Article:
Who recovers from a job loss? The importance of cognitive and non-cognitive skills
A well-functioning labor market is characterized by job reallocations, but the individual costs can be vast. We examine if individual’s ability to cope with such adjustments depends on their cognitive and non-cognitive skills (measured by population-wide enlistment tests). Since selection into unemployment is a function of skills, we address the endogeneity of a job loss by exploiting the exogenous labor market shock provided by the military base closures in Sweden following the end of the Cold War. We find that labor earnings decrease and unemployment and social insurance benefits increase for displaced workers. In particular, individuals with high cognitive and, especially, non-cognitive skills face shorter unemployment spells than the individuals with low skills.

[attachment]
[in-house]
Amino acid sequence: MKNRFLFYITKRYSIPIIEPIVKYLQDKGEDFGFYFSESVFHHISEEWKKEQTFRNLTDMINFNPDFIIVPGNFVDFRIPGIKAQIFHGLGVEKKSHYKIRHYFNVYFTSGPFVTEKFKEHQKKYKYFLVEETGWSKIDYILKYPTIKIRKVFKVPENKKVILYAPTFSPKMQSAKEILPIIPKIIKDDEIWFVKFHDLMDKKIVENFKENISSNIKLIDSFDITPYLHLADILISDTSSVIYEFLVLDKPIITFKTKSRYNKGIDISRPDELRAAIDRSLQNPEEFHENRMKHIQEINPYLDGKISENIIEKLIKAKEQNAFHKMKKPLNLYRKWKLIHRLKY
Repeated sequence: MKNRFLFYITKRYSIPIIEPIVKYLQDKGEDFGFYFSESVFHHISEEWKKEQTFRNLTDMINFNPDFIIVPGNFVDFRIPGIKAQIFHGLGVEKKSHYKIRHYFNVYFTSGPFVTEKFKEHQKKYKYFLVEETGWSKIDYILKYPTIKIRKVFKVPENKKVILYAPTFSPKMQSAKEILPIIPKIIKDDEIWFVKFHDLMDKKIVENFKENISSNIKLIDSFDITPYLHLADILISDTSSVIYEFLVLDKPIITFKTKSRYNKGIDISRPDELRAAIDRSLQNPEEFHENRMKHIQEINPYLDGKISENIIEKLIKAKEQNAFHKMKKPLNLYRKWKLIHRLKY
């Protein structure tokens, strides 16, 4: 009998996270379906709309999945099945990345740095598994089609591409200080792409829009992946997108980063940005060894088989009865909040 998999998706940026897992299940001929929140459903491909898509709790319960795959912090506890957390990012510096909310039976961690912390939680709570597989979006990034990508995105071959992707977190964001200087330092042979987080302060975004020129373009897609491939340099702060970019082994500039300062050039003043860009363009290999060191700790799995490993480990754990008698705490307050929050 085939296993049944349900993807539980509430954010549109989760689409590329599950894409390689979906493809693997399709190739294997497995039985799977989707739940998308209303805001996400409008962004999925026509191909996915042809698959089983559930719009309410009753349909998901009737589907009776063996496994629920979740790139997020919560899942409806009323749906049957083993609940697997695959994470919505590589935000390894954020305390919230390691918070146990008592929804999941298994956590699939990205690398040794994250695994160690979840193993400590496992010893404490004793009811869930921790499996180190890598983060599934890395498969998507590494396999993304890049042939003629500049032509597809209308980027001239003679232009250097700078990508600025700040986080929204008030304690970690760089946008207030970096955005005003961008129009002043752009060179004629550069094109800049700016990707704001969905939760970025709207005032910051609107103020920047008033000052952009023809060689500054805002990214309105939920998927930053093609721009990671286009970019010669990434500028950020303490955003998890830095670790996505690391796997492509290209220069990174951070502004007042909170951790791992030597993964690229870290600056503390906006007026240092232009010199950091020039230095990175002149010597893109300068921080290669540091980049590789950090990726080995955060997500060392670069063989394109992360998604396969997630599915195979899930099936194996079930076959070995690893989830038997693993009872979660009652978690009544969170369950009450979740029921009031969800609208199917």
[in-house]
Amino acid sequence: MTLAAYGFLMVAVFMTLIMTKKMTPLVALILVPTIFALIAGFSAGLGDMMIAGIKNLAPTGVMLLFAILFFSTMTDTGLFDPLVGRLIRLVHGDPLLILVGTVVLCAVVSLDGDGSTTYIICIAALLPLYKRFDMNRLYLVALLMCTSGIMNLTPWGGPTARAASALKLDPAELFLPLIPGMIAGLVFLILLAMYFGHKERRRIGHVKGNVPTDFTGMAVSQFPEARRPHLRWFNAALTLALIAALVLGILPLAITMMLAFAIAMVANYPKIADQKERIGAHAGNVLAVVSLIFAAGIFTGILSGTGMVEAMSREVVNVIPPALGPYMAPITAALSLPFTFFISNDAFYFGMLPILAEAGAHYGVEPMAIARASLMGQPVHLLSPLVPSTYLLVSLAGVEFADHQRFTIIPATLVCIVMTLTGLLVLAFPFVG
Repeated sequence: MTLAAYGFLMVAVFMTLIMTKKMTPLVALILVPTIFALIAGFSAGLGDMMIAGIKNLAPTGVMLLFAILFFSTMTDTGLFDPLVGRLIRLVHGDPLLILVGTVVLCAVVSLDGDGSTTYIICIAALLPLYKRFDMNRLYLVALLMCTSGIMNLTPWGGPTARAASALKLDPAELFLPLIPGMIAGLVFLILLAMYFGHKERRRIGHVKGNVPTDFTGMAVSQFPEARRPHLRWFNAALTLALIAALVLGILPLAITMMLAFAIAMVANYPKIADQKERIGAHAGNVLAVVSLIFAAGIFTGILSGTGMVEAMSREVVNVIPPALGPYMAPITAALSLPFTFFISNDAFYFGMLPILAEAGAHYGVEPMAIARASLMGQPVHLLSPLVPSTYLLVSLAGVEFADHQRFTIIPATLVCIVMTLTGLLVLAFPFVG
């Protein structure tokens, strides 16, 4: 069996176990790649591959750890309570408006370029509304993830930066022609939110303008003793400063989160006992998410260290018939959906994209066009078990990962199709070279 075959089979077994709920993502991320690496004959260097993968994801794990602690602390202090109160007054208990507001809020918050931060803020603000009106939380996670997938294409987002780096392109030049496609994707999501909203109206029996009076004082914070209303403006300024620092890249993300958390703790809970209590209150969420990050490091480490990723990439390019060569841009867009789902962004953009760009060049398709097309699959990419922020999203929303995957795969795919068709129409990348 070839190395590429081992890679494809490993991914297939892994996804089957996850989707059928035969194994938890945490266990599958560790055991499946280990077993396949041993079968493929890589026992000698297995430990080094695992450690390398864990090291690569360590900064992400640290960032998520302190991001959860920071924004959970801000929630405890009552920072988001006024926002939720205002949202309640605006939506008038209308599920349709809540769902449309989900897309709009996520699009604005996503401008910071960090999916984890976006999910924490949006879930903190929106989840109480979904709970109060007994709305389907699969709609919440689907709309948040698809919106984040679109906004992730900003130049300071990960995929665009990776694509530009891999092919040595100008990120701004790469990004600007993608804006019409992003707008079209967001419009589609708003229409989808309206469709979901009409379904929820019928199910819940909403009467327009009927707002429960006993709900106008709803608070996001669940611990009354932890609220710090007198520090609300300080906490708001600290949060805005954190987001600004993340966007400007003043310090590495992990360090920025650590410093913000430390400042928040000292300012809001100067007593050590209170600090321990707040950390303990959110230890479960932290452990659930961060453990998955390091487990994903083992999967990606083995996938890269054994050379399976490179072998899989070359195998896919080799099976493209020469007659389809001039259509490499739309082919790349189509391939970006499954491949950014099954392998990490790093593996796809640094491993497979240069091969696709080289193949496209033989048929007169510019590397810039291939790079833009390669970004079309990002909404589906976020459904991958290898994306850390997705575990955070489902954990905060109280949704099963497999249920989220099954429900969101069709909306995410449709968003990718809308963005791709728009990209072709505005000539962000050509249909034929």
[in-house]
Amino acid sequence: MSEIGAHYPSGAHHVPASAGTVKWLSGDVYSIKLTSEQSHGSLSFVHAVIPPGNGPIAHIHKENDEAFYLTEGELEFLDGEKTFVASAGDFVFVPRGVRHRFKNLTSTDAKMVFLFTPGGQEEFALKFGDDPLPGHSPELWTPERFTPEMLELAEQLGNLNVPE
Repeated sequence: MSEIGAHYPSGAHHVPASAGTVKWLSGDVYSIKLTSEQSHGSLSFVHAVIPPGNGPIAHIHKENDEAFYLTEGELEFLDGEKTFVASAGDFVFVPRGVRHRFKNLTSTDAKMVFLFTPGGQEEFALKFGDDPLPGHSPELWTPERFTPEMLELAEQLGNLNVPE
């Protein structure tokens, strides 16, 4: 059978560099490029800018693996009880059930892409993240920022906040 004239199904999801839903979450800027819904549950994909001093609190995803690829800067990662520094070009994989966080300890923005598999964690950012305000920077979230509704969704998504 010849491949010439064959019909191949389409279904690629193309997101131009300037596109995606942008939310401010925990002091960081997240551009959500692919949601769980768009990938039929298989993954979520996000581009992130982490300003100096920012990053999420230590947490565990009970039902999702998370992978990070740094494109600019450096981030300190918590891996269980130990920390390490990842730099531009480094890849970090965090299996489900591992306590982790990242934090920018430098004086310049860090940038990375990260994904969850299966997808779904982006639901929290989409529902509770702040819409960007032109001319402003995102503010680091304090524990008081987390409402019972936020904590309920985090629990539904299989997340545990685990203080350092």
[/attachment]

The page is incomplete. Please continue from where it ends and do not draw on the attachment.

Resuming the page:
Keywords: Cognitive and Non-cognitive skills; Displaced workers; Unemployment; Plant closure; Defense draw down
JEL classification: J63, J65, H56